European officials appeared to be at odds on Thursday over whether to release stress test results earlier than planned and reveal banks' exposure to sovereign debt, in a last-minute struggle over how to regain confidence in the financial sector.
The confusion over the timing adds to weeks of uncertainty and rumors about the tests, seen as key to show how banks would cope with another economic slump and losses on government debt after the Greek crisis raised fears of a euro zone crunch.
French and German supervisors are among those pushing to bring forward the release of the results of a health check of 91 banks to give European markets a chance to react rather than leave the first judgment to U.S. markets, four people familiar with the discussions said.
But Britain's financial regulator said it still expected to publish results after 1600 GMT (12 noon EDT) on Friday -- in line with the original timetable -- and the Bank of Spain said it would present its findings at 1630 GMT on Friday as planned.
It would be reasonable to bring it forward to the morning, one of the informed people said. A decision is due in a conference call of European finance ministry officials scheduled for later on Thursday, the people said.
The officials will also discuss whether to persuade banks to give a detailed breakdown of their government debt holdings, which would be a show of transparency that investors and the International Monetary Fund (IMF) have asked for.
A document, obtained by Reuters, by the Committee of European Banking Supervisors, the group presiding over the stress test, includes a template for the release of government bond holdings but leaves open whether publication is mandatory.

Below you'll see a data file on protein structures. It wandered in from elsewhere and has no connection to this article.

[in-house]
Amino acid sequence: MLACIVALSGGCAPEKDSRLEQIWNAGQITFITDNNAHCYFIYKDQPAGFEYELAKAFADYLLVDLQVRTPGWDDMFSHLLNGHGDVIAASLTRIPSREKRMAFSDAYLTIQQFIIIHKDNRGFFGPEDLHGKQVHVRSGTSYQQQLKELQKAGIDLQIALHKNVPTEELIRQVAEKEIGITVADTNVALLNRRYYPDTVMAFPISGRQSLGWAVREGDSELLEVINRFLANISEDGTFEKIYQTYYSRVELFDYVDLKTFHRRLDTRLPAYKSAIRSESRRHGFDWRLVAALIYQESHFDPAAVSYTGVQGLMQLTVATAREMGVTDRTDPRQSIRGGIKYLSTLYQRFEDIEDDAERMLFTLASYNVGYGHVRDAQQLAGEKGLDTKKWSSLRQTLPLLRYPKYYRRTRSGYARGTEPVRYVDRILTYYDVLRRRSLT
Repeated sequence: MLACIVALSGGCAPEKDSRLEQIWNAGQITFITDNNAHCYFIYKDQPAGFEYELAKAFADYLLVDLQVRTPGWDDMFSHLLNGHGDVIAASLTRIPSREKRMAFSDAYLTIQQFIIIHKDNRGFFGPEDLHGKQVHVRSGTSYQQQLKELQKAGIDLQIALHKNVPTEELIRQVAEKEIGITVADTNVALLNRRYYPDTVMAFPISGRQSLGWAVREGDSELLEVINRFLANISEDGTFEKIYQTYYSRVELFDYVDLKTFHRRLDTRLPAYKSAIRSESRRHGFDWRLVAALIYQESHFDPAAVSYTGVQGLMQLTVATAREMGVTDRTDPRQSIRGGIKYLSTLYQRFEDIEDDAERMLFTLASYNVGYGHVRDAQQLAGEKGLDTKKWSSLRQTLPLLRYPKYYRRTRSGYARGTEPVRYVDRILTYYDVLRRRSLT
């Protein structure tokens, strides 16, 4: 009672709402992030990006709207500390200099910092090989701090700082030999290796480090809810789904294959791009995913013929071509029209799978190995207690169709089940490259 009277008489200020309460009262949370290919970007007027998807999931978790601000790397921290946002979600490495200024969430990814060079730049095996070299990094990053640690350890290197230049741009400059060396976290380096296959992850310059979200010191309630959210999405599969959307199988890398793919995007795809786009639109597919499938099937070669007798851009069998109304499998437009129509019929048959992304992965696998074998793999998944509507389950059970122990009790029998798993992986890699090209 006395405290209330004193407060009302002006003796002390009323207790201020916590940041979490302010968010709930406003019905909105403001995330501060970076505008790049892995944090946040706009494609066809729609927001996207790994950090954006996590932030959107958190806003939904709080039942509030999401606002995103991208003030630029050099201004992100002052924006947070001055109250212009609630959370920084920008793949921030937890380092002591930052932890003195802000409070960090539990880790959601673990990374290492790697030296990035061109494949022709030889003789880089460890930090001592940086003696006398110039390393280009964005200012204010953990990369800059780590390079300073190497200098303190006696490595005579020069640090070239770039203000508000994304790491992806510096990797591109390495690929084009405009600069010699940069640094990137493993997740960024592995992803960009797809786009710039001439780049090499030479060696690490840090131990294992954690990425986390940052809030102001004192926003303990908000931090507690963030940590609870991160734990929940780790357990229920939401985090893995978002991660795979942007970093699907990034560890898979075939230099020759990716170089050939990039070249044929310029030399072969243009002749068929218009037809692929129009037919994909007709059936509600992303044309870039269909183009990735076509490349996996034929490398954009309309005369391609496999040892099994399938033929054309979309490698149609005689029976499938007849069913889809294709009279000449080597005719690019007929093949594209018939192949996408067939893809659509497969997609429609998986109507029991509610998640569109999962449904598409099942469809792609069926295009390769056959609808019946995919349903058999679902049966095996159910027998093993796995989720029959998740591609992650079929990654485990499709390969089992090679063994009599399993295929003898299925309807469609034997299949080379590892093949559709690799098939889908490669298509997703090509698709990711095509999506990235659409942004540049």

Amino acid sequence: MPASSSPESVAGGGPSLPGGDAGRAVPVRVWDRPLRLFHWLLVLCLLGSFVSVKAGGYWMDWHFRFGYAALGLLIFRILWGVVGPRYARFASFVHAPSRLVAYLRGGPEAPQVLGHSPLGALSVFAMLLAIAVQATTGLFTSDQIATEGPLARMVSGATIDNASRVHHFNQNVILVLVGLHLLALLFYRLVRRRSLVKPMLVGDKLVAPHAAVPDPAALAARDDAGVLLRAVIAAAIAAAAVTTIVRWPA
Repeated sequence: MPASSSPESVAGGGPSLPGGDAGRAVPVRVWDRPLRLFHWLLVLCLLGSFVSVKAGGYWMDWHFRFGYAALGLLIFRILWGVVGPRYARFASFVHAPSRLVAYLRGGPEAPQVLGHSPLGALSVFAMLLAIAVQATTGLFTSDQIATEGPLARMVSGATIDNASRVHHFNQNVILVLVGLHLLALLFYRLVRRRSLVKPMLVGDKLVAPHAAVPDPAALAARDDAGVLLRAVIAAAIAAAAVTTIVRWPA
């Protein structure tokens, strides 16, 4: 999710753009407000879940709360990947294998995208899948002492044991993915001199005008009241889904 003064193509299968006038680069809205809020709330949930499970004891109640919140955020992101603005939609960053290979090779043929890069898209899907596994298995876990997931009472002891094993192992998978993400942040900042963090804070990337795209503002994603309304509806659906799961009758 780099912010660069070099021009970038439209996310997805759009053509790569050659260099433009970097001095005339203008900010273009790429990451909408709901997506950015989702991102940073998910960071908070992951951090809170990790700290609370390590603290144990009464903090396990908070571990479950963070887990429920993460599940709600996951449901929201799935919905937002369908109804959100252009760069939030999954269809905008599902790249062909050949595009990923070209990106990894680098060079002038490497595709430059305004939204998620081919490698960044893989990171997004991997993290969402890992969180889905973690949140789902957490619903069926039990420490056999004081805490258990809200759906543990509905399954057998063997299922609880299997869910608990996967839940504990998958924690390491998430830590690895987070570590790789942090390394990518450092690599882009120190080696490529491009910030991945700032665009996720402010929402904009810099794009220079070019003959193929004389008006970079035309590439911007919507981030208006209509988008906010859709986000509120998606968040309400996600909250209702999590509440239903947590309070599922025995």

With few details available about the terms of the test and early divisions among the 27 European Union members over how much information to divulge, investors have worried the assessments would not be tough or transparent enough.
It has to be the right sort of test, it is absolutely crucial, said Ted Scott , director of UK strategy at fund management house F&C. If the criteria are insufficiently rigorous it will undermine confidence rather than increase it.
It is a promising first step, but they have only done it under severe pressure from the outside world, he said. It is necessary but not sufficient to restore confidence.
The 91 banks participating have been asked to estimate if their Tier 1 capital will stay above 6 percent under two adverse scenarios assuming a double-dip recession in the first case and heavy losses on government bonds on top of that in the second.
Capital is held by banks to protect deposits and Tier 1 is a standard measure that includes common stock and retained earnings.
Officials and bankers from several countries including Germany, France, Greece and Belgium have said their lenders should pass, raising concerns the assessment is too lenient to reassure the markets.
Some investors have therefore argued that transparency, including a full list of government bond holdings, was even more important because it would allow analysts to run their own stress tests with tougher assumptions.
Major listed banks, which face constant investor scrutiny, are expected to pass, but the tests may show the worst problems lie with smaller players such as Spanish cajas and German landesbanks, which are mainly unlisted.
(Additional reporting by Steve Slater, Cecilia Valente and Boris Groendahl, writing by Boris Groendahl, editing by Mike Peacock)